There is a long and creative horror tradition in Japanese cinema but Nobuhiko Obayashi’s 1977 House is like nothing seen in the genre before or since. Even the horror classification isn’t quite accurate. Call it a haunted house/high school romp/demon killer/surreal fairy tale: a stylized candy-colored bomb of a ghost story more jaw-droppingly unreal than scary, an experimental piece of pop-art genre filmmaking with a cartoonish flair to its art direction, special effects and graphic expressionism.
The bare bones of a plot sends seven high school girls from a pastel-colored world out of a romantic manga, all heightened emotional melodrama with a palette and decor to match, and into a weekend in the country. Gorgeous (Kimiko Ikegami), fleeing the sudden upending of her home-life when her widower father brings home a new wife, takes her best friends with her to the country home owned by her seemingly benign spinster auntie (Yôko Minamida); the place turns out to be a demonic funhouse, a bit like Sam Raimi’s The Evil Dead (1981) cabin as reimagined by a child. The seven girls, much like the Seven Dwarfs, are described as much as named: accompanying Gorgeous are Kung-fu, Fantasy, Prof, Melody, Sweet and Mac (short for Stomach).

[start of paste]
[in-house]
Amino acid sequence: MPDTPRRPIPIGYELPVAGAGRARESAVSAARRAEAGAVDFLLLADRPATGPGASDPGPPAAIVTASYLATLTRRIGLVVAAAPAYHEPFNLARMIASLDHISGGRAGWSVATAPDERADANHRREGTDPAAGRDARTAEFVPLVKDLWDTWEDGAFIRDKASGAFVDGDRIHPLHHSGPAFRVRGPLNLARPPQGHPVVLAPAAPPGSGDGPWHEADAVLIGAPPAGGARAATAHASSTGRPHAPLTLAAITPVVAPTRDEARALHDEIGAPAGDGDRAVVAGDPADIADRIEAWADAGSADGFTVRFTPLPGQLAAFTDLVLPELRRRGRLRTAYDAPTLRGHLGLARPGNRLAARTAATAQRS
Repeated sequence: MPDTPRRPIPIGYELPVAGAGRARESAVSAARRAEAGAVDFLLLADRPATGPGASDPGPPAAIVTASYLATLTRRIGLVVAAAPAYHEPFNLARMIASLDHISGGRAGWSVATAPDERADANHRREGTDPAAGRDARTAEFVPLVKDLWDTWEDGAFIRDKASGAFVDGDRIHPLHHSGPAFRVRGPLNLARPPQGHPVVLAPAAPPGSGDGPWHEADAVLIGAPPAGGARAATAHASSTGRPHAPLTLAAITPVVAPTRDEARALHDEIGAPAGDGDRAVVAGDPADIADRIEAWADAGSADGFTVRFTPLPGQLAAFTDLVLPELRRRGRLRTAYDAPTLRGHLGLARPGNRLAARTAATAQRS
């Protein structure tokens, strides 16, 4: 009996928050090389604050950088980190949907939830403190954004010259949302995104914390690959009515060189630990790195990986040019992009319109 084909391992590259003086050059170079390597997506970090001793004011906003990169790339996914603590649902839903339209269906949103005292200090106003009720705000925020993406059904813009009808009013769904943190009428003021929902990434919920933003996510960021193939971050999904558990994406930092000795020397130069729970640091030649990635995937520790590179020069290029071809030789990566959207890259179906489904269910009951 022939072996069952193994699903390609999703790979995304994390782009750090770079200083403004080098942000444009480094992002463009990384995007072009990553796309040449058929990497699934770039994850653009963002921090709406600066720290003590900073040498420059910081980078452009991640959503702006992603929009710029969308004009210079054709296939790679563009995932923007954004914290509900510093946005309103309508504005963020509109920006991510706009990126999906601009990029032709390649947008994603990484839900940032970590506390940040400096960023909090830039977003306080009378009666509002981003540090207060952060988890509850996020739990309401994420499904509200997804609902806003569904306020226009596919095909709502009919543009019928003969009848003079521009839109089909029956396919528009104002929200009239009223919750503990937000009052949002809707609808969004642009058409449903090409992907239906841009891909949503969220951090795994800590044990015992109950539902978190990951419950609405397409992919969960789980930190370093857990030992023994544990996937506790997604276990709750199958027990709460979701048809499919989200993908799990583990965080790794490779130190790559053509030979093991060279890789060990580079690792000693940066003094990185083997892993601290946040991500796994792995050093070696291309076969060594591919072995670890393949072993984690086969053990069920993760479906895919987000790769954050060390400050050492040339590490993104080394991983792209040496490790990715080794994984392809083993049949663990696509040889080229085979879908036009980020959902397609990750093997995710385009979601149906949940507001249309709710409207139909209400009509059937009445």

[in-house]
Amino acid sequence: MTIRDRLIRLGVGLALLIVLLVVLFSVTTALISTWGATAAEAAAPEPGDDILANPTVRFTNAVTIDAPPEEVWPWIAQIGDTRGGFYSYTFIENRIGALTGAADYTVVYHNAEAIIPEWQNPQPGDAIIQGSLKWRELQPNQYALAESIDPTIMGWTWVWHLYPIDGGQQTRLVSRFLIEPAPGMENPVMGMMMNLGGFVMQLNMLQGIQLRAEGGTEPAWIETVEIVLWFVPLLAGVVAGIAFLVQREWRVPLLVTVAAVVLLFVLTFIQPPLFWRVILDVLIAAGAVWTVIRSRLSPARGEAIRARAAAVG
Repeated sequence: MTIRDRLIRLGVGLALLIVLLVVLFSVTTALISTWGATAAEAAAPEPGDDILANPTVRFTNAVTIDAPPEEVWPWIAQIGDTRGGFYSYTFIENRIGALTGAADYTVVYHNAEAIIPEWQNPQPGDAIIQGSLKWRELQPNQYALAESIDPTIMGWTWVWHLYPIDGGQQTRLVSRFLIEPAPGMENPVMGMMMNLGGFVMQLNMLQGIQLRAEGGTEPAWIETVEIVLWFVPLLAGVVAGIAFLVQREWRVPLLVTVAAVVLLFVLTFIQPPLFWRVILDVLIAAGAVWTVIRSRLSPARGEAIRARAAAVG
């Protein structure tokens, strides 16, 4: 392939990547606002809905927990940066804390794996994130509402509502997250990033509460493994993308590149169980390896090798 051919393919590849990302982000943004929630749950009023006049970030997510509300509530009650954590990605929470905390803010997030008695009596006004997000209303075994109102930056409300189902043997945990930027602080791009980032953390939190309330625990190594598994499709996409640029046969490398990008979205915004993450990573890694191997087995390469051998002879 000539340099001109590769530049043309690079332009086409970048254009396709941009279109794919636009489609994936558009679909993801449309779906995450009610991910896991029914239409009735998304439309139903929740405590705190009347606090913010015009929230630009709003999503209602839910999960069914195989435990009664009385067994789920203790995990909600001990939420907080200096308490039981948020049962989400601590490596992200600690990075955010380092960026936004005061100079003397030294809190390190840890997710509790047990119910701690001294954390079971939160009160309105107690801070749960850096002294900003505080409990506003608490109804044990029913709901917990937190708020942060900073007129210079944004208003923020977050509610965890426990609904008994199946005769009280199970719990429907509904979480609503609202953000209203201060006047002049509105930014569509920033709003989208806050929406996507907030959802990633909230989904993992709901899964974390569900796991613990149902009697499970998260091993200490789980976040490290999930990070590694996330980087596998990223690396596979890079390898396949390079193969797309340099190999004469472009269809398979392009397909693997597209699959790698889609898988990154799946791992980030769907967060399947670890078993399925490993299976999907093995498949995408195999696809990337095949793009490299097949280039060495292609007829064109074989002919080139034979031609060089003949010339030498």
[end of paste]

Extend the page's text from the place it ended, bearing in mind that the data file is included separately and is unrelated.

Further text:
The first suggestion that there is something, shall we say, odd about this isolated, out of time villa and their unusual host comes when auntie remarks, “Mac, you sure look tasty, being round and all.” Sure enough Mac is the first to disappear into this hungry, hungry house, which proceeds to dismember and devour the entire cadre of teenage youth in cartoonish scenes of carnage that are more like performance art pieces than sadistic exploitation. The limbs and fingers of one girl (animated with cut-and-paste images and blue-screen effects) appear to dance in celebration at their liberation. There’s nothing mean-spirited or gruesome here, and no effort made to scare the audience. Nobuhiko just wants to dazzle your senses and blow your mind.
Plays on TCM on Friday, January 13 as part of their late night TCM Underground programming.
Also available from Criterion on DVD and Blu-ray.